College Students: Do Not Give Your Credit Card to the Wall Street Journal

With the new school year underway, and mindful of the fact that many economics students read this blog, let me repeat this periodic warning: Your econ profs are likely to offer you an “opportunity” to subscribe to the Wall Street Journal under the newly renamed Wall Street Journal University program. (I like to think, but of course do not know, that the renaming had something to do with the repeated warnings on this blog and elsewhere regarding the old Journal-in-Education program.)

I realize it’s implausible that a well-established institution like the Wall Street Journal would be running a credit card scam. Nevertheless, they are. When I subscribed through the old “Journal-in-Education” program, they tacked an extra $900 in phony charges onto my credit card bill. I called them repeatedly, they repeatedly acknowledged the “error” and promised to fix it, and, repeatedly, nothing happened. After a year, I got a refund for $450. After another year — and countless hours on the phone — I got an additional refund, still short of the entire amount. Most audaciously of all, they told me I could have the remainder of my refund if I agreed to attend a marketing event. They still have my money.

I am a long-time subscriber to the Journal and have never had these problems with subscriptions bought in the ordinary way. The Journal-in-Education, or Wall Street Journal University, or WSJ-Prof, or whatever else they’re calling it, program seems to be a separate entity that plays by its own tawdry rules. Don’t get mixed up with them.

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6 Responses to “College Students: Do Not Give Your Credit Card to the Wall Street Journal”

  1. 1 1 thomasblair

    Did you not just call your CC issuer and initiate a chargeback?

    If so, why does it appear the labor of proving your case fell on you and ultimately failed to provide full restitution?

    If not, why not? Dealing with retailer/provider BS is a service CC’s provide and they have MUCH more clout that you do.

  2. 2 2 Steve Landsburg

    thomasblair: They put through two $450 charges, one of which I managed to overlook for a very long time. After many fruitless hours on the phone, I realized that my credit card company should be doing this, not me. The CC company investigated and issued me a refund for the second $450 — but I had passed the CC company’s deadline for complaining about the first. This had me back on the phone with the WSJ, where no fewer than *six* customer service reps promised to refund my money and to call me back to confirm; none of them did. I then stopped calling customer service and started calling their corporate offices, where I finally worked my way up to someone who refunded $440 of the remaining $450 and offered to refund the remaining $10 if I’d listen to their marketing spiel.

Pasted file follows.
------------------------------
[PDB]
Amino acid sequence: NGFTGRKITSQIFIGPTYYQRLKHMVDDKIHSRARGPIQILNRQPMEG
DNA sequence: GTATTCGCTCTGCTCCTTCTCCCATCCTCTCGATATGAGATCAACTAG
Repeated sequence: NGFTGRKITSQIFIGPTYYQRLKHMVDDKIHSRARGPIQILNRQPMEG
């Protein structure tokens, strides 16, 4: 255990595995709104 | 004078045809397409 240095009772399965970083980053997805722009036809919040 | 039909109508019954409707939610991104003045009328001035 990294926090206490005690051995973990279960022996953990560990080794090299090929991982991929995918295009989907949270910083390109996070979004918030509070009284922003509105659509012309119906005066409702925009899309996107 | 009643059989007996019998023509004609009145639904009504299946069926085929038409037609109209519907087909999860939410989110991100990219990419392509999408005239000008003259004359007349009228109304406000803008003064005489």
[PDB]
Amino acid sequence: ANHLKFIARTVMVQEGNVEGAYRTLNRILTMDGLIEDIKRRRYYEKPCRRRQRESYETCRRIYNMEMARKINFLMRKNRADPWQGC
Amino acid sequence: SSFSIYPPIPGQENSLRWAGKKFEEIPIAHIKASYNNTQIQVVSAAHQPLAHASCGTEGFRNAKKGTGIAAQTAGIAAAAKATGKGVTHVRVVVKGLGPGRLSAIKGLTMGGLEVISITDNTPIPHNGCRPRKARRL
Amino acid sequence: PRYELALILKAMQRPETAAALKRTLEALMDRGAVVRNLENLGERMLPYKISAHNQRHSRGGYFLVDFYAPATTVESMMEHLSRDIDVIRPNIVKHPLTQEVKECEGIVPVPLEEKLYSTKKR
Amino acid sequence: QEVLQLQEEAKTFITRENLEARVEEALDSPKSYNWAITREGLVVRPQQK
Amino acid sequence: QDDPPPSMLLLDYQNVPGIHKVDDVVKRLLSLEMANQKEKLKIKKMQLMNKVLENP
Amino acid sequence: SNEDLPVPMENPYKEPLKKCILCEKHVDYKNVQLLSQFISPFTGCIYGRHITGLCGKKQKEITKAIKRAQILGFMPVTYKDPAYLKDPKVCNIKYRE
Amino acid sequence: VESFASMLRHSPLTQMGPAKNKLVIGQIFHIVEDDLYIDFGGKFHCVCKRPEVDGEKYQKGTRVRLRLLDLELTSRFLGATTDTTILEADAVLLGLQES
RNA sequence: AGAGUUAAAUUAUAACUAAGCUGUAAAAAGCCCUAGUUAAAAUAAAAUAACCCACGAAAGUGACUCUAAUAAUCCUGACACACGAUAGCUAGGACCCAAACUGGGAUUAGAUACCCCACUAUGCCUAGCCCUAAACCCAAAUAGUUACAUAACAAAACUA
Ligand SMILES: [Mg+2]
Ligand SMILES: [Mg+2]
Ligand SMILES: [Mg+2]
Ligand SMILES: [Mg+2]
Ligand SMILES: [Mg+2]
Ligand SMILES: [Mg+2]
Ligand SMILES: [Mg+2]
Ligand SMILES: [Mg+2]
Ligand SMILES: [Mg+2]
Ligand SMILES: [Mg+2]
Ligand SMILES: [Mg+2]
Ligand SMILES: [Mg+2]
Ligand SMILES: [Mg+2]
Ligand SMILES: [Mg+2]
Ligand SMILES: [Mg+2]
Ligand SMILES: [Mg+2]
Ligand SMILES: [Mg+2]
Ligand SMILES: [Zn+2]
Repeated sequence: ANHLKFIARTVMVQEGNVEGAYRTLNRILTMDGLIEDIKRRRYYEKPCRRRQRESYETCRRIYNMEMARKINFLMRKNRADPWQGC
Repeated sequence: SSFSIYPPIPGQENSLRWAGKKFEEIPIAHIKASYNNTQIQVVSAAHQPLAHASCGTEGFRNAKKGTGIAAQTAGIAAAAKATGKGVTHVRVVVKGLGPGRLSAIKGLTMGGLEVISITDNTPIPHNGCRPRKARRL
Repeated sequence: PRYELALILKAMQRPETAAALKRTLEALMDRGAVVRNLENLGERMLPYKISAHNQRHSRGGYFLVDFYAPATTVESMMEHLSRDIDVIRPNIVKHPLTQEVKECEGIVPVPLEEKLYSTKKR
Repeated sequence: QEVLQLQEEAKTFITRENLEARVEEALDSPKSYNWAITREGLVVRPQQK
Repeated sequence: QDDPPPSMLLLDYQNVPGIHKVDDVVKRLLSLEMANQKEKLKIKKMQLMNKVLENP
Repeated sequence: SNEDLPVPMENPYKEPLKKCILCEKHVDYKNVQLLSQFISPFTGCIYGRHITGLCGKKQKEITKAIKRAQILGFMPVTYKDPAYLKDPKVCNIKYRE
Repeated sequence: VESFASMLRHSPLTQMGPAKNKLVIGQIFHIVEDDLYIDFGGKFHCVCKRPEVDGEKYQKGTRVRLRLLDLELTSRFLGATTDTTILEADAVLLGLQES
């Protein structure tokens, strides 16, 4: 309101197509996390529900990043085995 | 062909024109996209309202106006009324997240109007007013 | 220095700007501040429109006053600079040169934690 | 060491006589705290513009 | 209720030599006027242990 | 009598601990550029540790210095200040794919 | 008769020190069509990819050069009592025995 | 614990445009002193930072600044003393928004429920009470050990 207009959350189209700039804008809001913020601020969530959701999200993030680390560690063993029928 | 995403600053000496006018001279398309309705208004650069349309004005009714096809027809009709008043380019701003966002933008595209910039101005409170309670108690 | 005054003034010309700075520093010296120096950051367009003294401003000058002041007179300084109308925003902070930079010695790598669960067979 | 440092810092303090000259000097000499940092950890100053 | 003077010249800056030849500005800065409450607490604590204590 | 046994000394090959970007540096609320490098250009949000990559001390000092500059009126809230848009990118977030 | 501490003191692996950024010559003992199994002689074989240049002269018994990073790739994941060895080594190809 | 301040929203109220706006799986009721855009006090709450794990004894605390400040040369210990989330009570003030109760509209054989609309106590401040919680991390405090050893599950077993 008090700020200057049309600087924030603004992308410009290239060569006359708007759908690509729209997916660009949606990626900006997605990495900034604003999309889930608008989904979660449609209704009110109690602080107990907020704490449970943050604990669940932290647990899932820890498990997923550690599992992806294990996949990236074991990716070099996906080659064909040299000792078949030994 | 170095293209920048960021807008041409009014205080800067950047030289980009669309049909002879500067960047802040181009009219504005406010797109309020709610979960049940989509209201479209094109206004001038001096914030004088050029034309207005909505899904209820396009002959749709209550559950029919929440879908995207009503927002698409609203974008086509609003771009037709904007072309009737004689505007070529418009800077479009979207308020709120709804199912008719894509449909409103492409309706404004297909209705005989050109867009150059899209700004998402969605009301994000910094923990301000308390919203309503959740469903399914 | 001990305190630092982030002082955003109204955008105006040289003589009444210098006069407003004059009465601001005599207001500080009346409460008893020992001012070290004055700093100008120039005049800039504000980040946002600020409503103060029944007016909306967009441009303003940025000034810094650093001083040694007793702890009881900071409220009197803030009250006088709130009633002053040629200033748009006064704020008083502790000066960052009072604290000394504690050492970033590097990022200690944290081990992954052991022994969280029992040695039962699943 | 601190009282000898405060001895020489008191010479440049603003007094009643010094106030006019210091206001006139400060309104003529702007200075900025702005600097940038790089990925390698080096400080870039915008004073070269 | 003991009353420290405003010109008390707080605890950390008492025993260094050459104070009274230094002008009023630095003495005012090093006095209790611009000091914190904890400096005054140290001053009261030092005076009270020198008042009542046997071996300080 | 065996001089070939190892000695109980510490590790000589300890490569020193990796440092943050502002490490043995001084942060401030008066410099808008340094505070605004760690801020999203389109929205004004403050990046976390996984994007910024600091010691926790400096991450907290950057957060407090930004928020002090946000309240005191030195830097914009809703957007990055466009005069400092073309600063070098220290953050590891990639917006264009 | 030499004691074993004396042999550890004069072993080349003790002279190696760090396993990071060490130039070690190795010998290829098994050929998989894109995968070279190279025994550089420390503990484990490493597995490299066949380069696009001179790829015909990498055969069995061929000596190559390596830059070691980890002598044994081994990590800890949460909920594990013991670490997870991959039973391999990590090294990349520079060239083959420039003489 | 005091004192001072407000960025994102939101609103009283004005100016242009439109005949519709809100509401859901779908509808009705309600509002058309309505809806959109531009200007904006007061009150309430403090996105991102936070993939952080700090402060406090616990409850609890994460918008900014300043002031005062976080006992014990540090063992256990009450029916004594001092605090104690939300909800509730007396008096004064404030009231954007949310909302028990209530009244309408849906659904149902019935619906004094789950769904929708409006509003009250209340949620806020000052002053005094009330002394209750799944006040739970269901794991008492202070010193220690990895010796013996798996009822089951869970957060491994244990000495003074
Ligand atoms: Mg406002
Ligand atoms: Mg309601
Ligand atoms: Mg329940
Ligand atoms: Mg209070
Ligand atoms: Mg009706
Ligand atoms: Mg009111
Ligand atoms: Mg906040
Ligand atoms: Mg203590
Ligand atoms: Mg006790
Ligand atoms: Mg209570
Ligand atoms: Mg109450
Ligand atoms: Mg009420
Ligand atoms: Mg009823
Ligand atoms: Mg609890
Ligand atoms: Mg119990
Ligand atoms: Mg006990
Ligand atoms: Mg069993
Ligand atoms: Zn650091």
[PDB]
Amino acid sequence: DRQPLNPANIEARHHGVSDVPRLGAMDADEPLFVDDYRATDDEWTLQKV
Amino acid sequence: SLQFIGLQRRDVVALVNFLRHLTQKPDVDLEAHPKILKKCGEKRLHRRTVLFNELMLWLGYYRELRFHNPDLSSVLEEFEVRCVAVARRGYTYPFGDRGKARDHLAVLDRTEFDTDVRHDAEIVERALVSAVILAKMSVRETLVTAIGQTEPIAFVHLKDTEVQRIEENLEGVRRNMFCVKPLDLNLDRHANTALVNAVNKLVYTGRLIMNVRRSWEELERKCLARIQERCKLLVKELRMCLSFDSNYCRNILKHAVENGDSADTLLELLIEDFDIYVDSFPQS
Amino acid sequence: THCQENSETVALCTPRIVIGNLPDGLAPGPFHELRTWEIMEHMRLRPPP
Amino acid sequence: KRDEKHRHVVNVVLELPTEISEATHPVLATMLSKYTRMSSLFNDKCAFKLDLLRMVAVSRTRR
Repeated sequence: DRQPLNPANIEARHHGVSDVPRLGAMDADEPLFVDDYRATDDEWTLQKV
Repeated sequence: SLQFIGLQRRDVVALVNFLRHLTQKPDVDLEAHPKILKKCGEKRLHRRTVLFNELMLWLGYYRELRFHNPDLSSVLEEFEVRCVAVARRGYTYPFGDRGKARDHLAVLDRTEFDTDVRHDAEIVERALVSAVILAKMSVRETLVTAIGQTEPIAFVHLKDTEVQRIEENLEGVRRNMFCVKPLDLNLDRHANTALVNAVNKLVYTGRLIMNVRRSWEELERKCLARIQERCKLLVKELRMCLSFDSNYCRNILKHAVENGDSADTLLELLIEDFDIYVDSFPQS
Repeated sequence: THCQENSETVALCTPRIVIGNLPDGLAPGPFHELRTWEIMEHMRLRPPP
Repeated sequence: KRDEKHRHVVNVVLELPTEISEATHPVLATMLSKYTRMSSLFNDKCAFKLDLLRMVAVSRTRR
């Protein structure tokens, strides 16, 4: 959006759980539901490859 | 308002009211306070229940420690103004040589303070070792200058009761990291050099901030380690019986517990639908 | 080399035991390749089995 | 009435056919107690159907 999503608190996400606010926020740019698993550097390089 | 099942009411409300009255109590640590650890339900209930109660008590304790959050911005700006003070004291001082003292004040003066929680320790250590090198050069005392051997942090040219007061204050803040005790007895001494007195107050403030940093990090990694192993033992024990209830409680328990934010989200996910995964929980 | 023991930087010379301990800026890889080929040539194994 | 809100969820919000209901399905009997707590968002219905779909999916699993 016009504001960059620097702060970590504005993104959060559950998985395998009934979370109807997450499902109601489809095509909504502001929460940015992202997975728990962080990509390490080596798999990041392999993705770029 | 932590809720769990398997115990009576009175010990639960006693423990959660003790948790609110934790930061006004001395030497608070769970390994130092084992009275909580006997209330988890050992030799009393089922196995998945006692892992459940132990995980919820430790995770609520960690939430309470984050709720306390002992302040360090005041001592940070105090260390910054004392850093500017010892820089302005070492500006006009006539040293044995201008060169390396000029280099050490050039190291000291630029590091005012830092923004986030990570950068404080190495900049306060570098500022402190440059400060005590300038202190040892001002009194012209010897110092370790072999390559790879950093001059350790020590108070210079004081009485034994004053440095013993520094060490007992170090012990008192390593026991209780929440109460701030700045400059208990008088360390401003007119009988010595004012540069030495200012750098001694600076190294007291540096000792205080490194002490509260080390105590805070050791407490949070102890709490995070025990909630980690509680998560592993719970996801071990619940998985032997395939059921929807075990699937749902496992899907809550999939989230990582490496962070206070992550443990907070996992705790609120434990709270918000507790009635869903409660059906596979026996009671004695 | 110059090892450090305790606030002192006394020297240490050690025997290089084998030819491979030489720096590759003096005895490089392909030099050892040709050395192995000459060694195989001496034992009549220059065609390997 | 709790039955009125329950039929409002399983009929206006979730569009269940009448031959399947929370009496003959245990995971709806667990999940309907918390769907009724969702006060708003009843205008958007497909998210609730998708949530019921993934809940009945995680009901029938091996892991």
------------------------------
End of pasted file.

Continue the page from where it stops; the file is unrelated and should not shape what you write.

Should I have involved the CC company sooner? Yes. Should I have noticed the first charge sooner? Yes. Does any of this absolve the WSJ or make it wise for you to give them your credit card number? Absolutely not.

  3. 3 3 Jens Fiederer

    For what it’s worth, this seems to be a one-off….google searches involving “Wall Street Journal University” and “credit card scam” turn up mostly this item and unrelated things.

    Well, perhaps not a ONE-off, but at least they haven’t hit any other victims that have made a fuss, unlike most of the big scam operations where you can just look up the phone number and get dozens of fraud reports.

  4. 4 4 Jon

    For these kinds of issues, after exhausting a few rounds with customer service reps, I like to write an angry letter to the executive in charge at corporate and CC the executive level general counsel. Copying the lawyer usually lights a fire.

  5. 5 5 nb

    It’s almost impossible to cancel a subscription with the WSJ. You pretty much have to cancel your credit card or wait for it to expire. Landsburg is right. Never give these people your credit card info.

  6. 6 6 Steve Landsburg

    nb: It’s worse than that — not only can’t you cancel, but they’ll charge prices completely unrelated to anything you agreed to. In my case they gave me two “free” subscriptions (one sent to my home and one to my office) and then auto-renewed them at $450 a year each.

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